Our integrative nutrition coaching is so individual-specific that we hesitate to give general tips that are meant for everyone… but here are some basic healthy cooking tips that tend to apply regardless of what exactly you’re eating:
Wash fresh produce
Fruits and veggies from the supermarket have been on quite a journey to get to you, and their skin likely contains wax, agricultural chemicals and “handling residue”—whatever was on the hands of the people who picked, packed, unpacked and touched them at the store before you. To remove these things, wash your store-bought produce in a vegetable wash like Veggie Wash, or use these homemade methods:
For most produce with a skin: soak for 15 minutes in a large bowl of purified water with *either* 1 cup distilled white vinegar, a few tablespoons of apple cider vinegar, or 1 teaspoon baking soda; scrub gently, rinse and dry.
For greens: fill a salad spinner with greens, purified water, a teaspoon of baking soda and mix well; soak for a few minutes, swish, dump, rinse, spin dry.
For berries: soak briefly in 2 cups purified water and ½ cup fresh lemon juice, then rinse in fresh purified water and dry.
For mushrooms: wipe with a damp cloth or mushroom brush.
(Note: exposure to soil microorganisms is great for your immune system, so produce from your own garden does not need to be washed thoroughly like this.)
Practice safe food handling
Store foods at safe temperatures: cold foods 40 °F or below, hot foods 140 °F or above, and frozen foods 0 °F or below.
Perishable foods are in the “danger zone” between 40–140 °F. Don’t let them hang out there for more than two hours (one hour if the temp is above 90 °F).
Cook or freeze fresh poultry, fish and ground meats within two days; beef, lamb and pork within 3-5 days (or follow the advice of the meat/seafood counter you purchased from).
No double dipping! Bacteria from your mouth can grow in condiments like jelly and mayonnaise, so always use a clean utensil.
Use the stovetop fan when cooking to help filter gas and any fumes released from cookware.
Use bamboo or silicone utensils to avoid scratching and damaging cookware.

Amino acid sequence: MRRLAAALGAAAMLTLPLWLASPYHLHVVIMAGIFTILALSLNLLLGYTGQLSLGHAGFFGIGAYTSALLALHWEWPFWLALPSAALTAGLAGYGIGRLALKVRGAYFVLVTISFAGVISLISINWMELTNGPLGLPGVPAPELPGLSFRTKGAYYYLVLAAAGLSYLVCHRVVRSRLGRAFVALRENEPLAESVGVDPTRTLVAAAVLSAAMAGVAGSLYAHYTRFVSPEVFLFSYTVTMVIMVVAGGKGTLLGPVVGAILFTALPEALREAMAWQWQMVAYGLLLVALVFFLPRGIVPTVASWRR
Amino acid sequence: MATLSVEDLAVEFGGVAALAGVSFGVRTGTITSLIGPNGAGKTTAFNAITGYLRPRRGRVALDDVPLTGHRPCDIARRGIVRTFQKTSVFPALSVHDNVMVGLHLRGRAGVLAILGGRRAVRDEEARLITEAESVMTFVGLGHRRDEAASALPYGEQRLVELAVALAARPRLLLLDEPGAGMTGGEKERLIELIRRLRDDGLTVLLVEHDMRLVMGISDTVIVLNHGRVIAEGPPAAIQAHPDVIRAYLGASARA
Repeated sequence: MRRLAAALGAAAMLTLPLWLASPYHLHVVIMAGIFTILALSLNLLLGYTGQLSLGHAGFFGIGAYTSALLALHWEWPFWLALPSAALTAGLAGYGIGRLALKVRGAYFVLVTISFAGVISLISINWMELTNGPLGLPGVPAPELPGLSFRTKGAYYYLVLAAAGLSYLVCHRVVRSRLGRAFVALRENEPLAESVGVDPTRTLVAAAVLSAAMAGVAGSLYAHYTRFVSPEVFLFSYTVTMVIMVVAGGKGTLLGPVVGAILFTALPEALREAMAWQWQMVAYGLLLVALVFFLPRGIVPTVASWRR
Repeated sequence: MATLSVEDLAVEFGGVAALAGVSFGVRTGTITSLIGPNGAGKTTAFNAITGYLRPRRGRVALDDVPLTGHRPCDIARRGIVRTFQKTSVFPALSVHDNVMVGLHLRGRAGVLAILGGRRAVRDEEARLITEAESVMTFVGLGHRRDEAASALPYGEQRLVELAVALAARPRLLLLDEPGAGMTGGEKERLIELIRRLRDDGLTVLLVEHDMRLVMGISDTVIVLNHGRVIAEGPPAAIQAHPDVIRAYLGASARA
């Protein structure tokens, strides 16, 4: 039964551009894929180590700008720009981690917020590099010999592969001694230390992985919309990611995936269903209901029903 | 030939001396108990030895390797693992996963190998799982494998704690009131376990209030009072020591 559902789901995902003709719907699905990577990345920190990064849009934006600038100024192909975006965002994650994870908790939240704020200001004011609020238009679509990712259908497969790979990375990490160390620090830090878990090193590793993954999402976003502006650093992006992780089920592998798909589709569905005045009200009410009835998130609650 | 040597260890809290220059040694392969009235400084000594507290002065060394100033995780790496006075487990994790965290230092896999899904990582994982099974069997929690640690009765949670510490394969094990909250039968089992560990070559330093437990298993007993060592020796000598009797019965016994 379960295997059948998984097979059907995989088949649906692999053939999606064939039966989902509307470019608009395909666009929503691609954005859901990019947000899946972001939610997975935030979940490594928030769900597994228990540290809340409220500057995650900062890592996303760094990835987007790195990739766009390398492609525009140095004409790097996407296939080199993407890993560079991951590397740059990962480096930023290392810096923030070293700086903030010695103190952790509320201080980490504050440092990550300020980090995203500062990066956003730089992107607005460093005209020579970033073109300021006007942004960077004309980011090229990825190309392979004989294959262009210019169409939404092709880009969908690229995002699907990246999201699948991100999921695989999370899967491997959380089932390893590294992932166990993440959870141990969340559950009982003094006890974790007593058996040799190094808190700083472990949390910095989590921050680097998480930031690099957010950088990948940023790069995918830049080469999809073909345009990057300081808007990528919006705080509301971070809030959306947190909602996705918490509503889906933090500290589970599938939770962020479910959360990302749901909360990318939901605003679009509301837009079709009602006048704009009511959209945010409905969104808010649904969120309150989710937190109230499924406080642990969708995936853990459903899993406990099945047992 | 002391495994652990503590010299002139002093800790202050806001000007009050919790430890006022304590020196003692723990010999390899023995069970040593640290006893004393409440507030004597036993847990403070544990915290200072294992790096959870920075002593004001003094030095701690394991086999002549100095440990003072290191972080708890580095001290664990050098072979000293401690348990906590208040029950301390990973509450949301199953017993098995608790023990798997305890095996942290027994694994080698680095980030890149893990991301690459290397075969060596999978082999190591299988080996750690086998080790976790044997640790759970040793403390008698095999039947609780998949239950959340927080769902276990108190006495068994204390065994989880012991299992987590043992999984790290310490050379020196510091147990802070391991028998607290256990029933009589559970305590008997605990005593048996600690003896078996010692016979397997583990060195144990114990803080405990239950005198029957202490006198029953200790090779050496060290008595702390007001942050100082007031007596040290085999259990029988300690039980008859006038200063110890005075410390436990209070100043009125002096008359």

Cast iron should not be washed in soap or with abrasive scrubbies. Clean up easily by boiling water in the pan to loosen food particles and wiping it clean with a dishcloth. Keep your cast iron well oiled between uses.
Acidic cooking (like tomato-based foods) or longer cooking foods (like long-simmering bone broth) is best done in enameled cast iron.
Grilling meat (particularly charring or overcooking it) produces chemical compounds that are shown to increase risk of cancer. The hotter and longer meat is cooked, the more of these carcinogenic compounds are formed. However, keep in mind that these impacts are based on large, long-term doses—eating charred barbeque every day carries a much higher risk than enjoying it every now and then.
We love a charcoal grill cookout just as much as the next person, but grilling meat over charcoal creates more carcinogenic byproducts than gas grills. Lump charcoal, such as that from campfires, is less harmful than charcoal briquettes—so if you’re going to use charcoal, choose natural briquettes rather than those processed with additives and skip the chemical lighter fluid!
Marinating meat before grilling it helps to reduce the formation of carcinogenic compounds. Choose acid-based marinades like vinegar, lemon/lime, wine, beer or yogurt. There’s a similar effect when rubbing meat with herbs/spices such as rosemary, basil, thyme, sage, oregano, turmeric, onion powder or fresh garlic before grilling.